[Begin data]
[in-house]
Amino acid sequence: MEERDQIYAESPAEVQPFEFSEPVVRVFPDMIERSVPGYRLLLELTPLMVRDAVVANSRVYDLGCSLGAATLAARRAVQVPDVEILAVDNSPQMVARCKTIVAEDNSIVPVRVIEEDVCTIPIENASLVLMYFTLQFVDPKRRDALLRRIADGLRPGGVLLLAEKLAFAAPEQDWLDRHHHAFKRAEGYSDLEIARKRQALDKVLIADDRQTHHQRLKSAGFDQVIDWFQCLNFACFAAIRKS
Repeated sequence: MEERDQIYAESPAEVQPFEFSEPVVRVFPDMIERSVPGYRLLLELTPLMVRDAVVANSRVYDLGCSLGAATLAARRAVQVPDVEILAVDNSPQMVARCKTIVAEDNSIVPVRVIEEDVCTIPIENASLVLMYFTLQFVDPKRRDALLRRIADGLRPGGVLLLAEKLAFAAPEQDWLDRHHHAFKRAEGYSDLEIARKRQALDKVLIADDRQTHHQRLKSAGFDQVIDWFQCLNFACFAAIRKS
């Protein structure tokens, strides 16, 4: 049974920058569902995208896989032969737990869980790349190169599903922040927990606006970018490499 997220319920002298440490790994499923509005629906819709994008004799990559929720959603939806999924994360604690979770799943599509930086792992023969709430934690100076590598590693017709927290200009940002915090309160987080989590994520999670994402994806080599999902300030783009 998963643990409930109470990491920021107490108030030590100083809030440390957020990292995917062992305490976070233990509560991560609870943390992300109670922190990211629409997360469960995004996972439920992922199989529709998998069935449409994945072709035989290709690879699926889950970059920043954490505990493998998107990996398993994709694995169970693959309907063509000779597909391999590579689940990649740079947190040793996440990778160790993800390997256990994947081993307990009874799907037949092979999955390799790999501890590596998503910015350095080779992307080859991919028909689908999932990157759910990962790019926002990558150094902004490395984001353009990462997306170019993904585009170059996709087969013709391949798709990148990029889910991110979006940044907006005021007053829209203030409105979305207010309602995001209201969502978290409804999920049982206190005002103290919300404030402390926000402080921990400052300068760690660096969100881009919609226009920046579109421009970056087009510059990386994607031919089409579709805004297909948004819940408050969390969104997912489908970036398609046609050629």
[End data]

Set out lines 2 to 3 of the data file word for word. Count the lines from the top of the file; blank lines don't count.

Amino acid sequence: MEERDQIYAESPAEVQPFEFSEPVVRVFPDMIERSVPGYRLLLELTPLMVRDAVVANSRVYDLGCSLGAATLAARRAVQVPDVEILAVDNSPQMVARCKTIVAEDNSIVPVRVIEEDVCTIPIENASLVLMYFTLQFVDPKRRDALLRRIADGLRPGGVLLLAEKLAFAAPEQDWLDRHHHAFKRAEGYSDLEIARKRQALDKVLIADDRQTHHQRLKSAGFDQVIDWFQCLNFACFAAIRKS
Repeated sequence: MEERDQIYAESPAEVQPFEFSEPVVRVFPDMIERSVPGYRLLLELTPLMVRDAVVANSRVYDLGCSLGAATLAARRAVQVPDVEILAVDNSPQMVARCKTIVAEDNSIVPVRVIEEDVCTIPIENASLVLMYFTLQFVDPKRRDALLRRIADGLRPGGVLLLAEKLAFAAPEQDWLDRHHHAFKRAEGYSDLEIARKRQALDKVLIADDRQTHHQRLKSAGFDQVIDWFQCLNFACFAAIRKS